Brief by Central Staff
American History – June 1997 – Colorado Central Magazine
This isn’t the place to discuss the recent group of terrorists and forgers who called themselves “the Republic of Texas,” but it is a good place to point out that a fair portion of Central Colorado is inside the boundaries of the historical Republic of Texas.
It started with the Transcontinental Treaty of 1819 between the United States and Spain. That treaty set the northern border up the Arkansas to its start, thence north to the 42nd parallel. Mexico became independent of Spain in 1821, but kept the same border. Texas declared independence from Mexico in 1836, however, and that complicated matters.
Mexico did not recognize Texas, for one thing. For another, some Texians were happy with the Rio Nueces as a southwestern boundary (it had been the border between the Mexican state of Tamaulipas and the Mexican province of Texas), but the more ambitious declared for the Rio Grande.
Since hardly anybody (except the Comanche, who didn’t much care about such things) lived between the Nueces and the Rio Grande back then, that was about the least of the many contentions between Mexico and the Republic of Texas.
The larger Texas claim used the old Arkansas River border as one boundary, and the Rio Grande — along with a line north from its source to the 42nd parallel — as another boundary. But this border isn’t as definite as it sounds.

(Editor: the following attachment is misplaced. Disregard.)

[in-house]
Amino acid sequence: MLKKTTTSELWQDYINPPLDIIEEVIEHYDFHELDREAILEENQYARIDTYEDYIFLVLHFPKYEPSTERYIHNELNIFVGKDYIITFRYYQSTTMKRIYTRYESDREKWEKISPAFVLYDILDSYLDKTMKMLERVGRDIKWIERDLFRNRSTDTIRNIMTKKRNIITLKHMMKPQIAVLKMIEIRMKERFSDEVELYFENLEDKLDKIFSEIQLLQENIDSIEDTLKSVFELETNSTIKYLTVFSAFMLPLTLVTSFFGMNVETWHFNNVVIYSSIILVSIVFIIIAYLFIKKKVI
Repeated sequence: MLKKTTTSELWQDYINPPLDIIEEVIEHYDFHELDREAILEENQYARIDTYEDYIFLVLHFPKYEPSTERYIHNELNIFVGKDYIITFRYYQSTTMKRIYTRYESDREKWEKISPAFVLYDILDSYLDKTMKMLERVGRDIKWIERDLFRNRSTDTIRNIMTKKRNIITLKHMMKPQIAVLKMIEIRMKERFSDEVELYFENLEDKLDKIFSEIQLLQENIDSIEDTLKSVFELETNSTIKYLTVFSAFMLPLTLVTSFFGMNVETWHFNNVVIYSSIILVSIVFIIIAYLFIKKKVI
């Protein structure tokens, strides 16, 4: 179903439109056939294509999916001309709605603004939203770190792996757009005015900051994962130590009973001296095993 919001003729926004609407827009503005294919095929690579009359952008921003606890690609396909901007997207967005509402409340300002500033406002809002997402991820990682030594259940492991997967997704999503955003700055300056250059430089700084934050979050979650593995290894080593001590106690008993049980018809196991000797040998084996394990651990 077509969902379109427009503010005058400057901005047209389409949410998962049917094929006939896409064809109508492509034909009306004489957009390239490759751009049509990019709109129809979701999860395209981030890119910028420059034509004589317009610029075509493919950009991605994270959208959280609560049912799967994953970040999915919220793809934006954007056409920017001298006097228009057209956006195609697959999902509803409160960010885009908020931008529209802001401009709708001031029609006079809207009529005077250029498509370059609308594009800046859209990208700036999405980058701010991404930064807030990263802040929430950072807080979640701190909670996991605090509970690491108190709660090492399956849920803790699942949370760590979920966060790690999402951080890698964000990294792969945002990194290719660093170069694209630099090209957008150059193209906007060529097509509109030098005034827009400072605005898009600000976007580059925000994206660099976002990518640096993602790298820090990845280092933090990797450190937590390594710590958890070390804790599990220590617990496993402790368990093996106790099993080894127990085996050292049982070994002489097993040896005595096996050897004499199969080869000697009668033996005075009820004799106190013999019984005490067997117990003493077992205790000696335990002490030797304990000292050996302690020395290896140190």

The Rio Grande is generally agreed to start on the east side of Stony Pass, deep in the San Juans between Creede and Silverton.
But precisely where does the Arkansas start? Two branches, both of contender size, come together near Leadville. The East Fork begins under Mt. Democrat near Frémont Pass and Climax, and the Tennessee Fork starts about eight miles west at Tennessee Pass.
One historian we respect, Virginia McConnell Simmons (in The Upper Arkansas), says the Arkansas’s source when the boundary was set in 1819 was “considered at that time to be at Tennessee Pass.” Another historian we also respect, Robert Black (in Island in the Rockies), discussing the same 1819 treaty, put the source of the Arkansas as “near modern Climax, Colorado” — that is, the East Fork.
No matter which source you take, Leadville was never in Texas, since it sits east of both branches. Salida was in Texas, but Tenderfoot Hill wasn’t. South Park and the Gunnison Country weren’t in Texas, but the Wet Mountain Valley was, along with most of the San Luis Valley. San Luis was in Texas, since it’s east of the Rio Grande, but Antonito was in Mexico, since it’s west of that boundary river.
Not that Texas Rangers ever patrolled this remote northern area or that the Lone Star ever flew over these Rocky Mountains — but it was formally claimed by the sovereign nation of Texas until it joined the Union in 1845. And in 1850, in exchange for some federal money to pay off its old Republic bills, Texas ceded its northern claims and agreed to its present boundaries.
All this should make us feel more charitable toward Texas tourists — we might properly consider them pilgrims visiting lost portions of their homeland.